Though not present in the initial CARES act, the revised version that successfully made its way through the Senate added language granting authority to the DOL to postpone certain compliance deadlines for qualified plans (Form 5500, Deadline to Correct ADP/ACP testing, etc..). The fate of the CARES Act now resides in the House, where the bill is currently being deliberated and is expected to pass in the coming days.
In addition to the administrative relief given to plan sponsors for certain administrative functions, we’ve also provided more detail below on the additional provisions contained in the CARES Act below:
The CARES Act waives the additional 10% tax/penalty on early withdrawals from a Qualified Retirement plan or IRA up to $100,000 for a participant who:
- is diagnosed with Coronavirus/COVID-19;
- whose spouse or child/dependent is diagnosed with Coronavirus/COVID-19;
- who has a financial hardship as a result of being quarantined, furloughed, laid off, having work hours reduced, being unable to work due to lack of child care due to COVID-19, closing or reducing hours of a business owned or operated by the individual due to COVID-19; or
- other factors as determined by the Treasury Secretary.
The CARES Act permits those individuals to pay tax on the distributions over a 3-year period, and will also allow for this amount to be contributed back to the plan tax-free on the same 3-year schedule.
The CARES Act doubles the current retirement plan loan limits to the lesser of $100,000 or 100% of the participant’s vested account balance in the plan. Individuals with an outstanding loan from their plan with a repayment due from the date of enactment of the CARES Act through Dec. 31, 2020, can delay their loan repayment(s) for up to one year.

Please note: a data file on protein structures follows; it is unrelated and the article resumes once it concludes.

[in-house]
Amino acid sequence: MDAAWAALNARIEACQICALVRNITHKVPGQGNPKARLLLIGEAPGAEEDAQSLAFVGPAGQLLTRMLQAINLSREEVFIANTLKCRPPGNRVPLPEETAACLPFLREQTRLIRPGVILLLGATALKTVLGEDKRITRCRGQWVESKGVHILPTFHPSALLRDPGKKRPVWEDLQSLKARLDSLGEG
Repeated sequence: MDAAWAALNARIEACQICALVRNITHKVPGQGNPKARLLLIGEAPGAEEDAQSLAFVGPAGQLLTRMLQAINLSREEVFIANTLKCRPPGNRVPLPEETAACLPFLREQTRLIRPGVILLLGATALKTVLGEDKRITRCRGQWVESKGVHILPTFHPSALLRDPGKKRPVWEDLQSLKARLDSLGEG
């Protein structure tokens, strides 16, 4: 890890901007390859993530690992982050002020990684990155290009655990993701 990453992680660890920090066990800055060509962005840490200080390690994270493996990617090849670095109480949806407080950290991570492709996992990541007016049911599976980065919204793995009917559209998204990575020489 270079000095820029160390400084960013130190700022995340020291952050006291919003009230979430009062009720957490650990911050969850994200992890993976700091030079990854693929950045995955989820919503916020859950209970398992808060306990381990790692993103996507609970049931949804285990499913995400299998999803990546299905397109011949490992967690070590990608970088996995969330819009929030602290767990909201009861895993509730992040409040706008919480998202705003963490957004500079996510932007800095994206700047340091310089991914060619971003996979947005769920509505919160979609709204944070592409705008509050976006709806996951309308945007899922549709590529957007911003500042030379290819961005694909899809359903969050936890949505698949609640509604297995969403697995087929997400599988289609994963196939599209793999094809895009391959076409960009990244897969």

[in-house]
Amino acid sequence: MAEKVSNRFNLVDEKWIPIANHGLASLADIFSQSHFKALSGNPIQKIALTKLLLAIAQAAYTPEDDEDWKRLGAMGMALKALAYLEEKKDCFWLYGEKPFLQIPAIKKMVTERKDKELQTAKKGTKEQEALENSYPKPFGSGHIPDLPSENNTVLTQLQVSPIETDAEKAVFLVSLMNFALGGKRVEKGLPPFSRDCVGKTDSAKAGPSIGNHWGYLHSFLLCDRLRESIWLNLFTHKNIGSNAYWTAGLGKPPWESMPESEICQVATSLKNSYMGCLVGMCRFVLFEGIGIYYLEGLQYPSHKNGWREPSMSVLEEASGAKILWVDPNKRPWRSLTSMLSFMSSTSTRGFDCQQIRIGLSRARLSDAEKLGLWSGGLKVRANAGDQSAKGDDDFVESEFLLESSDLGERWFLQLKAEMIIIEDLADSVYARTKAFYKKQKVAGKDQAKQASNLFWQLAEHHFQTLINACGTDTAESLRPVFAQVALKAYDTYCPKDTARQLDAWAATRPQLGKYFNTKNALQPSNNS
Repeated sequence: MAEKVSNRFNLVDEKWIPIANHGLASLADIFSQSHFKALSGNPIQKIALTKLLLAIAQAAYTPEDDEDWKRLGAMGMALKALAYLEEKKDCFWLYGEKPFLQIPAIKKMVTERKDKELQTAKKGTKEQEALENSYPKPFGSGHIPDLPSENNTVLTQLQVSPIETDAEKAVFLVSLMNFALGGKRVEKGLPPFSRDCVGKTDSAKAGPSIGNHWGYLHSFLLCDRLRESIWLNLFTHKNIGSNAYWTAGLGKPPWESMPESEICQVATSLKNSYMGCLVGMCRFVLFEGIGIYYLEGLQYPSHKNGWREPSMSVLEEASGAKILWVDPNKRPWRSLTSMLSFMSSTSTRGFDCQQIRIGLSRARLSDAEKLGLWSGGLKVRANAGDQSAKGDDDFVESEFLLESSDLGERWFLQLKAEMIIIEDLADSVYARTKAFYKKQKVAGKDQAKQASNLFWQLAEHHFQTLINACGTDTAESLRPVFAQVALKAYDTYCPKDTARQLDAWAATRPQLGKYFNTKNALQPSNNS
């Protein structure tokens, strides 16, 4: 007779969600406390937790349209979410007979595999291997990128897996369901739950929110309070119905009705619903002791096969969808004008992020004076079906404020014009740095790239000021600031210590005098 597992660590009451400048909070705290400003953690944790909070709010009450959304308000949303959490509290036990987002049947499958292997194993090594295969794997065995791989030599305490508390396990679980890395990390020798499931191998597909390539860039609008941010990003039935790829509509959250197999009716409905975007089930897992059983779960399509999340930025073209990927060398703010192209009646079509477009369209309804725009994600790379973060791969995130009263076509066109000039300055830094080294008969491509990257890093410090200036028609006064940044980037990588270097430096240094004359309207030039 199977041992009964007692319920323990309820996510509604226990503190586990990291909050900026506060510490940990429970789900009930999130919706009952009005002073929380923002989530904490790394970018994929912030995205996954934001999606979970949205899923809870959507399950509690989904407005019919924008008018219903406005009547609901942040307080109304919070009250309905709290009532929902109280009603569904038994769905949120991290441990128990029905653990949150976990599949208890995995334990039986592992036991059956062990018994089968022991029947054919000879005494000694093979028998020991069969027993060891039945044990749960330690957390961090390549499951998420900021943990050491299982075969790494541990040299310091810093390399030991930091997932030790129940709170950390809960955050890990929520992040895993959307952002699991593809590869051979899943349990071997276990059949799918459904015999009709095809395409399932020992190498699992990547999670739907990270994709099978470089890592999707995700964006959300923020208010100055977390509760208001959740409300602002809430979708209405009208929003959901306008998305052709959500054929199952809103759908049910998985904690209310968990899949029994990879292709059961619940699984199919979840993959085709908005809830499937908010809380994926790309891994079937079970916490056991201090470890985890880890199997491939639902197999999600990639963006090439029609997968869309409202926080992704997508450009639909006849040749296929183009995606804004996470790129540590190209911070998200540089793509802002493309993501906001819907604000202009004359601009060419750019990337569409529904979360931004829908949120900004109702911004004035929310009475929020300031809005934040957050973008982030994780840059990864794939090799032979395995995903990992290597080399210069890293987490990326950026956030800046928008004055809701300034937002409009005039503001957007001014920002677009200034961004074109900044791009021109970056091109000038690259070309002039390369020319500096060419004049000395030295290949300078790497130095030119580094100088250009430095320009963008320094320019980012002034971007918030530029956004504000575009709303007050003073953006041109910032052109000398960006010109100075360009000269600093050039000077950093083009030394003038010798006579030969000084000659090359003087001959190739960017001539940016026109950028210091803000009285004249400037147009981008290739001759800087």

Retirement plans can adopt these rules immediately, even if your plan does not currently allow hardship distributions or loans, provided the plan is amended on or before the last day of the first plan year beginning on or after Jan. 1, 2020, or later if prescribed by the Treasury Secretary.
Temporary Waiver of Required Minimum Distributions
The CARES act also allows for particpants required to take a Required Minimum Distribution in 2020, to omit taking the distribution in 2020 and as such will be held harmless who take advantage of this temporary waiver.
Defined Benefit Plan Funding Rules
A new addition to the bill is a provision aimed at providing a delay in required funding for companies who sponsor a defined benefit plan. The provision grants a sponsor of a defined benefit plan the ability to delay any contribtion otherwise due in 2020 until January 1st, 2021. On January 1st of 2021, the contributions would be due with accrued interest.
A provision was also included to grant plan sponsors of defined benefit plans relief from distribution restrictions due to a lack of funding/contributions during this challenging economic environment. A sponsor may rely on their plan’s status for benefit restrictions as of December 31st, 2019 to guide distribution restrictions throughout 2020.
For more information on the important steps businesses should take during this uncertain time, visit our OneDigital Coronavirus Advisory Hub, or reach out to your local OneDigital advisory team.
Investment advice provided by Resources Investment Advisors, LLC, an SEC-registered investment adviser and subsidiary of OneDigital.